As of 1995 there were 220 member schools,
263 planning to implement it, and 469 schools looking into the program.
For further information:
Coalition of Essential Schools
1814 Franklin St. Suite 700
Oakland, CA 94612
The Foxfire approach to education started in 1966 when Elliot Wigginton decided to have
his students create a magazine about Appalachian culture and history. His goal was
to use experiential, student-initiated learning in order to motivate his students.
"Foxfire" magazine was read around the nation, and the students who wrote it
learned not only writing skills, but gained an in-depth knowledge about their local
culture in the process.
The goal of the Foxfire method is for
students to become thoughtful participants in their education, while developing
independence, responsible behavior, and wisdom. Some elements of the approach:
- There is an audience for student work
(besides the teacher)
- Peer teaching, small group work and teamwork
- Students learn actively, not passively
- The teacher is not a boss, but a guide
- Work flows from student desire and choice
- Aesthetic experiences are valued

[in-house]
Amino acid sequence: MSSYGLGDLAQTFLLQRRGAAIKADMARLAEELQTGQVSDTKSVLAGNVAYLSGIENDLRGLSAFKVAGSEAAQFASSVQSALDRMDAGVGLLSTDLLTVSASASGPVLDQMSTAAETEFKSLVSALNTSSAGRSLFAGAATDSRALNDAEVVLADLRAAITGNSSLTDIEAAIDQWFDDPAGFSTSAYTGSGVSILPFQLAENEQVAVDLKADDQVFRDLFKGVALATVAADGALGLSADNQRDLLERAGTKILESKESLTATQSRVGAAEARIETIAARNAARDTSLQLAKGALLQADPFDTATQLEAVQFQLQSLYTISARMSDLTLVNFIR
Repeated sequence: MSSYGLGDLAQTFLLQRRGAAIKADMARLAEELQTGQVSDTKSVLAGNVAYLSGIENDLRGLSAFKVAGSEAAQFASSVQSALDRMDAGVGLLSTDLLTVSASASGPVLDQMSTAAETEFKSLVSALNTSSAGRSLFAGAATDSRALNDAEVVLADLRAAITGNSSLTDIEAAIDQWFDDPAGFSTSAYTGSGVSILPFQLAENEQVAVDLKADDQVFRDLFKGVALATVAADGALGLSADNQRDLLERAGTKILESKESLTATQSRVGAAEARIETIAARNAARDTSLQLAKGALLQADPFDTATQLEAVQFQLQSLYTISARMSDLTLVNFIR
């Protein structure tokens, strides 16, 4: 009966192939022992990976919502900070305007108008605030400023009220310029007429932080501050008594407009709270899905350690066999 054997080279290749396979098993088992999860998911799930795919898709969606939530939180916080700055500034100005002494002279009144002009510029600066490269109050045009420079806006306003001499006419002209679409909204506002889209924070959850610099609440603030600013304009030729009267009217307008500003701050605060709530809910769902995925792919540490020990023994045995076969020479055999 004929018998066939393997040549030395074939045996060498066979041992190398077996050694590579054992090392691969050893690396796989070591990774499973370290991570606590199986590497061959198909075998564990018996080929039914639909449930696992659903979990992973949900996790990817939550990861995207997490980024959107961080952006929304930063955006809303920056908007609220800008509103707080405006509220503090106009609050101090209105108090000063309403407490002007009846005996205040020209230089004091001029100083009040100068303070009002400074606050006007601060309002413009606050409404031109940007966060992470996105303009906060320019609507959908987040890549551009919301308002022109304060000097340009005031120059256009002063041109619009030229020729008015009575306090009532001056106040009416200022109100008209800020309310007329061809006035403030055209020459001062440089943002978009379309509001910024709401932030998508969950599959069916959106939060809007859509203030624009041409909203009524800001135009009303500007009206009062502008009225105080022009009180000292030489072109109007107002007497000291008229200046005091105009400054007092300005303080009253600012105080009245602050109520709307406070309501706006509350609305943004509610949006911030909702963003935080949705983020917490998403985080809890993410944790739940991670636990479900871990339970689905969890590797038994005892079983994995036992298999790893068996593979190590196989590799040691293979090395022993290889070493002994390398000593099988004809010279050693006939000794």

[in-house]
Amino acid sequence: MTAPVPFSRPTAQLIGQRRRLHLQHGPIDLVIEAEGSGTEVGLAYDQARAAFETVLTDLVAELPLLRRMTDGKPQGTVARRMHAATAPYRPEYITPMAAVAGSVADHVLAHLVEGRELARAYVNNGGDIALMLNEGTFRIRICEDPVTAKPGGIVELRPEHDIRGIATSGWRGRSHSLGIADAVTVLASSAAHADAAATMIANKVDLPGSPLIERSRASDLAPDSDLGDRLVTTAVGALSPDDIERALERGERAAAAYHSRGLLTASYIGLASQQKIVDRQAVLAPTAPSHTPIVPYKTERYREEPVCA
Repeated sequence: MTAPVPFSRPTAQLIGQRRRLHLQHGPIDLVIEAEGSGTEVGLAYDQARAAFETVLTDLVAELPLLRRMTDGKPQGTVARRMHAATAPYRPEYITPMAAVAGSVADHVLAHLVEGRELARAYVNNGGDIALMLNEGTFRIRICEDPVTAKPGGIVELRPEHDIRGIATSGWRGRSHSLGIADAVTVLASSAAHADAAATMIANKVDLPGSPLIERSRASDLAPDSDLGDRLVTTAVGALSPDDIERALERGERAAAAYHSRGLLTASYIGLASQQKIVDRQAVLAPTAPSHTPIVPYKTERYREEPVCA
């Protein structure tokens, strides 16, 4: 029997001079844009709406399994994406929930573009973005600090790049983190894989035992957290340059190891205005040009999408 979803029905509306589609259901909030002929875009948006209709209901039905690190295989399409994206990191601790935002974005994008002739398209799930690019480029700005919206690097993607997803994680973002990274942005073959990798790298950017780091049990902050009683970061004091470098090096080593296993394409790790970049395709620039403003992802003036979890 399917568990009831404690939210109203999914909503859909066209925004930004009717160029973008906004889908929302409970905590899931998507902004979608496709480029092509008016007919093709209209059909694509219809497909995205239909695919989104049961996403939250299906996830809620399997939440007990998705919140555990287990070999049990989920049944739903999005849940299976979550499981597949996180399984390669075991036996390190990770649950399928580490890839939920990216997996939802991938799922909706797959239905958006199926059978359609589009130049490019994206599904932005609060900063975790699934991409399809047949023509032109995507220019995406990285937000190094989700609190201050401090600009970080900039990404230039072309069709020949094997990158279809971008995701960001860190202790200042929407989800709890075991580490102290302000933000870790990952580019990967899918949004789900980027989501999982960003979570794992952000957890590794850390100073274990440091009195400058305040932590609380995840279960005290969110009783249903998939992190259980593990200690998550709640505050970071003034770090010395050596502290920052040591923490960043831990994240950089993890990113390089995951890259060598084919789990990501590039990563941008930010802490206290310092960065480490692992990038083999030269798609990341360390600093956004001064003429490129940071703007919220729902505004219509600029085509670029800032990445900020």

- Time is set aside for reflection
The Foxfire Institute, through grants and
by using money from the sale of its magazine, has worked to spread the Foxfire method
throughout America. This is done primarily by training teachers, of which there are
now over 4,000 trained. Many of these teachers use the Foxfire Method in standard
public schools. Others teach in schools which have converted over the Foxfire
method. For more information:
Hilton Smith, Executive Director
P.O. Box 541
Mountain City , GA 30562
In 1983 Howard Gardner wrote a popular book called "Frames of Mind: The Theory of
Multiple Intelligence." In it, Gardner refuted the concept of a singular type
of intelligence (IQ) and replaced it with seven types of intelligence: linguistic,
logical-mathematical, spatial, bodily-kinesthetic, musical, interpersonal, and
Most teaching in schools focuses on linguistic and
logical-mathematical skills, and almost ignores the remaining intelligences.